Democrats push Biden over toll in Israel’s Gaza campaign


Seventy-two senators voted to set the resolution aside, versus 11 who backed it, easily clearing the simple majority needed to kill the resolution in the 100-member chamber….reports Asian Lite News

Dozens of President Joe Biden’s fellow Democrats signed a letter on Friday urging his administration to reaffirm that the US strongly opposes “the forced and permanent displacement” of Palestinians from Gaza.

The letter to Secretary of State Antony Blinken, led by US Representatives Ayanna Pressley and Jamie Raskin, was signed by 60 Democratic House of Representatives members, reflecting concern, especially on the left, over the steep toll on Palestinian civilians of Israel’s campaign against Hamas.

“We urge you to continue to reiterate the United States’ firm commitment to this position and ask that you provide clarification regarding certain provisions of the administration’s supplemental humanitarian and security funding request,” the letter said.

A State Department spokesperson said the department does not typically comment on congressional correspondence. But on the broader issue of displacement, the spokesperson said in an email, “We have been clear. There must be no enduring forced displacement of Palestinians, whether inside of Gaza or outside.”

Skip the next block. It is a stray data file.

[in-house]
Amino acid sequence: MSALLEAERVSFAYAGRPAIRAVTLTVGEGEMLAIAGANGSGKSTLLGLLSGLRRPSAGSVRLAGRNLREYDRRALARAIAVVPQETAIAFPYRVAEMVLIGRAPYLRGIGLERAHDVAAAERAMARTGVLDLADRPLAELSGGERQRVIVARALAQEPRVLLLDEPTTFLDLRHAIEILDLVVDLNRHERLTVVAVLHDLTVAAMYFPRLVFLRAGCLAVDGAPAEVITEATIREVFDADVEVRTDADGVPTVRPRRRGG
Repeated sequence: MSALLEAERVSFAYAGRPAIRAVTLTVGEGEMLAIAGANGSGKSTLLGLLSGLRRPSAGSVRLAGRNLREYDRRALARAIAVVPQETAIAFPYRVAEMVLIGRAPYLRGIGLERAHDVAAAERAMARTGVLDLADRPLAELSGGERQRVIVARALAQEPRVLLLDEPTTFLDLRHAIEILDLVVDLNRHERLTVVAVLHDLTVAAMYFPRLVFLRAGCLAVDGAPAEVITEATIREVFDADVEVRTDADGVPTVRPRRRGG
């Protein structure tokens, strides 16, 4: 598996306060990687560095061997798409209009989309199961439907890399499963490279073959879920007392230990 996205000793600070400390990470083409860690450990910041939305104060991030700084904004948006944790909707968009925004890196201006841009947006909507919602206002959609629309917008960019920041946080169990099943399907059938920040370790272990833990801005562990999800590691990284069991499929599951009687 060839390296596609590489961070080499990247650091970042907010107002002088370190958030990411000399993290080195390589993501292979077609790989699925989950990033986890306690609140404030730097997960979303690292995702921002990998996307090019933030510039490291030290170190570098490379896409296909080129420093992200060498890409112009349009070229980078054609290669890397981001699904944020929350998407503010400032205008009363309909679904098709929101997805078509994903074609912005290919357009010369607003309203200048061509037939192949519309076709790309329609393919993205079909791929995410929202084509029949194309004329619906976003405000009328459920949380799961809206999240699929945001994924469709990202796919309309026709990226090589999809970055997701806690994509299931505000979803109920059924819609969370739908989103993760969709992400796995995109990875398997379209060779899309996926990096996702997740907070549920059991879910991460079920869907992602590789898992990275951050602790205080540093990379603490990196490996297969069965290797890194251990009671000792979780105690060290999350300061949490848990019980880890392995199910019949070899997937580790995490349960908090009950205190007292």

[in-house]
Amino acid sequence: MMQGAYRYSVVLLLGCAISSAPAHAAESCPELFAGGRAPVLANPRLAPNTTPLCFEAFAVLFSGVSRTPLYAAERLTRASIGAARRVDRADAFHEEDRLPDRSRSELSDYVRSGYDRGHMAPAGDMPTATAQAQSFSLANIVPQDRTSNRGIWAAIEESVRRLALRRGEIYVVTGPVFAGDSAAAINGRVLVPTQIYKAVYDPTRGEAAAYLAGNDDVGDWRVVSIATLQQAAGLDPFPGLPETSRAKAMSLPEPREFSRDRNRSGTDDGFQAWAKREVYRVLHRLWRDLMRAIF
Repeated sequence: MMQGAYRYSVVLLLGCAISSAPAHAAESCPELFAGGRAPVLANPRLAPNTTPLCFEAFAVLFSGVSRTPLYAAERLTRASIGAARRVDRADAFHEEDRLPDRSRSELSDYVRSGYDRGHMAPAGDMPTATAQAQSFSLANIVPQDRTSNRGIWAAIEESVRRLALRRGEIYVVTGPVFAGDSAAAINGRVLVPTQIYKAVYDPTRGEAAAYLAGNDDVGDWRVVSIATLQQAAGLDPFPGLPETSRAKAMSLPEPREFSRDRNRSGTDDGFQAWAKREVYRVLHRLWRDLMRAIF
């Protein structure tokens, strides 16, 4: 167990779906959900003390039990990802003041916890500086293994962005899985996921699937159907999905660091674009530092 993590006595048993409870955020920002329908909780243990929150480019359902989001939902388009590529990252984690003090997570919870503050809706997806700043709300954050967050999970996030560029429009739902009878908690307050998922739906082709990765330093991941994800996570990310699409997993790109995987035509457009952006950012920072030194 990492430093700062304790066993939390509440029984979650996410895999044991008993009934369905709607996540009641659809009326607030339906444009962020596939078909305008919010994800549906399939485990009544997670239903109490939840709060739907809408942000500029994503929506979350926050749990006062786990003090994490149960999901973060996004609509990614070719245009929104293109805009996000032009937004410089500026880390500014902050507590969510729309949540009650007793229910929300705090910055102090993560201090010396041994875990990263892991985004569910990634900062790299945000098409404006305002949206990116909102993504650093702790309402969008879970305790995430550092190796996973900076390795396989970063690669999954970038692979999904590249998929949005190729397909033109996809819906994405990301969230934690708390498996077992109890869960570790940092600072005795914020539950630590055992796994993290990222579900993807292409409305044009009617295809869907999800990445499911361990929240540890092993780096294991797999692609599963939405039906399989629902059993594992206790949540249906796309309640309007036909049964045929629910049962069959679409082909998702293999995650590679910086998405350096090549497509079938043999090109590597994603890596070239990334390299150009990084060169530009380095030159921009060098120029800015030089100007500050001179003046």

The spokesperson said State had rejected statements by some Israeli officials calling for resettlement of Palestinians outside of Gaza and understands from Prime Minister Benjamin Netanyahu that is not the Israeli government’s policy.

The US gives Israel $3.8 billion in annual military assistance. Biden has asked Congress to approve an additional $14 billion, part of a sweeping supplemental funding request stalled in Congress as Republicans and Democrats negotiate immigration policy changes.

Separately, a group of Democratic senators said on Friday that 18 Democrats in that chamber support an amendment that would require that any country receiving funding in the supplemental use the money in accordance with US law, international humanitarian law and the law of armed conflict.

Also this week, Senator Bernie Sanders, an independent who caucuses with Democrats, forced a vote on a resolution that would have frozen security aid to Israel unless the State Department produced a report within 30 days examining whether Israel committed human rights violations in its campaign against Hamas.

Seventy-two senators voted to set the resolution aside, versus 11 who backed it, easily clearing the simple majority needed to kill the resolution in the 100-member chamber.

Israel launched the war to eradicate Hamas, an Iran-backed group sworn to Israel’s destruction, after militants stormed across the border on Oct. 7, killing 1,200 people and capturing 240 hostages, Israeli tallies showed.

Gaza health authorities said the war, now in its fourth month, has killed more than 24,760 people in the Palestinian enclave.

Biden signs stopgap measure to extend govt funding